TLDR:  A respected furniture maker doesn’t plan for critical functions, resulting in an expensive remake.  

When you design tables,  the first problems to solve are simple:  What is the client asking for?  Is this something we can build?  How would we do it, and what materials should we use?  What kind of joints?  What special features are required?  Straightforward stuff.   Then there’s another set of problems that a lot of makers simply ignore or forget to address:  Aside from the primary use, what else might a client be doing with their table?  How will users interact with it?  What could go wrong?  When a designer forgets to think about the second set of questions, critical problems can be left unsolved.  Result:  an unhappy customer, and a lot of money wasted.

Here’s an example.  Our local Ivy League university commissioned a set of tables for one of their libraries from a well-respected furniture maker.  (They lined up a private donor to pay for them.) They asked for 9 tables, all made out of solid white oak with traditional joinery, that could be removed from the room when the space is needed for other functions.  The maker’s solution depended on a folding top that would allow the tables to be stored in an adjacent store room.   The architect overseeing the project approved the design.  The tables look very nice:

Looks great. Doesn’t work.

And they have a cool folding mechanism:

Tables folded. Note lack of wire runs.

But after a year, the university staff contacted us to ask how much it would cost to replace them.  Yup, they wanted to throw away $100k or so worth of beautifully made, solid oak tables.  Why?  It turns out that the maker forgot to solve two problems.  First, they didn’t consider that students at a university, sitting at one table for hours, might want to be able to plug in their phones and laptops.  If you look carefully, you can see a stop-gap solution.  Library staff bought some plug blocks and velcroed them to the support structure in the table.  Not convenient, and not elegant, but sort of adequate.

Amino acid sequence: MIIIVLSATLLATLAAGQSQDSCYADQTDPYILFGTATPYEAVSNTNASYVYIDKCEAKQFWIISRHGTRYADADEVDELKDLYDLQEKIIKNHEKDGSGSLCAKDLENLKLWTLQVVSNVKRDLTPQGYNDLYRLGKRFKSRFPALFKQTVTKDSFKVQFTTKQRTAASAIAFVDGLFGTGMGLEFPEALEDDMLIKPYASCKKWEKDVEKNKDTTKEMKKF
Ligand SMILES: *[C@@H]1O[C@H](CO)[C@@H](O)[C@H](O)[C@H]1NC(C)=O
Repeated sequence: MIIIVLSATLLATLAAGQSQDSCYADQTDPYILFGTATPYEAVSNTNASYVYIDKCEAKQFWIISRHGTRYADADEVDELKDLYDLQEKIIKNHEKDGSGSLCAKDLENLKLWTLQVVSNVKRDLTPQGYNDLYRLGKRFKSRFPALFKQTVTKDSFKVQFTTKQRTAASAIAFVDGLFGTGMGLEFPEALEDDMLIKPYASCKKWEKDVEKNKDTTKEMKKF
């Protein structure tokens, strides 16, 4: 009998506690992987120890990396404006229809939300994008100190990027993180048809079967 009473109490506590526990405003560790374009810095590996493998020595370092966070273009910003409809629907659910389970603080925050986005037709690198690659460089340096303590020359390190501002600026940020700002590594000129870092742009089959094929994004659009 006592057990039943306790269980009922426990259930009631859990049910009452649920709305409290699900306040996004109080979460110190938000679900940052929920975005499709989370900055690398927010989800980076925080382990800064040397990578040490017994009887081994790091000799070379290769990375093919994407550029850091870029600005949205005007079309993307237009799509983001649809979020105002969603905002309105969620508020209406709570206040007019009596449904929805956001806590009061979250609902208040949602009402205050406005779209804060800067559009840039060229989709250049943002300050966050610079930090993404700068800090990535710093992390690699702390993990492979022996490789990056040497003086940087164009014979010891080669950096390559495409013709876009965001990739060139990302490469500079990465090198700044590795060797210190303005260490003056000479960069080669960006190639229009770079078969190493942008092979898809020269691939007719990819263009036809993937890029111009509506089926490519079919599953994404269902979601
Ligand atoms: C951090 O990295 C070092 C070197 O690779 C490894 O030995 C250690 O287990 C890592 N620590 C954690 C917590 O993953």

The second problem is more surprising.  The tables need to be moved into an adjacent storage room on a regular basis. For reasons unknown, there are no wheels on the tables.  The maker decided instead to provide a set of skateboard-ish dollies that could be placed under each end of the tables:

“Skateboards”. I don’t know what else to call them.

To use these, library staff need to bring them to each table, lift the 130 pound table onto them, then roll them into the storage room.  And here’s where the mind-boggling mistake was revealed.  The skateboards don’t fit through the door!  Yup, nobody at the manufacturer checked to see whether their kludgy solution would even work.  The architect missed it too.

That’s when we were called in.  I asked staff to tell me what wasn’t working, and heard all about what a pain it was to move these tables, and how having wiring at only one end of the table made it hard for multiple people to work at them.  I was asked for a price to replace the tables.  I knew this wasn’t going to be cheap.  So I suggested that we reuse the tops, and only replace the bases.  This would save about half the cost of replacing the entire table.  My ideas for the base were to incorporate integral casters, and to put a wire run into the center of the table terminating in a grommet on top.  This would allow for staff to easily replace the plug units if at some time in the future different types of plug would be required.   I showed them two styles of casters.  One is very low profile but doesn’t roll so easily, and the other is very easy to roll but leaves the casters in view.  Here are both designs:

Base with wire runs and low profile casters.
Base with easy-to-roll casters.

Staff chose the second option.  We had the unsatisfactory tables shipped to our shop, where we fabricated the new bases, drilled holes in the existing tops for the grommet, and put everything back together:

New Base.

Replacement base folded. Note wire channel.

This project cost the university tens of thousands of dollars.  A nice job for us, but a complete waste of money.  What’s the moral of the story?

Craftsmanship is more than how you build things.  It starts with thinking through a problem, and asking all of the questions required to get a complete solution.  

If you don’t want to regret a poorly thought-out purchase, call us.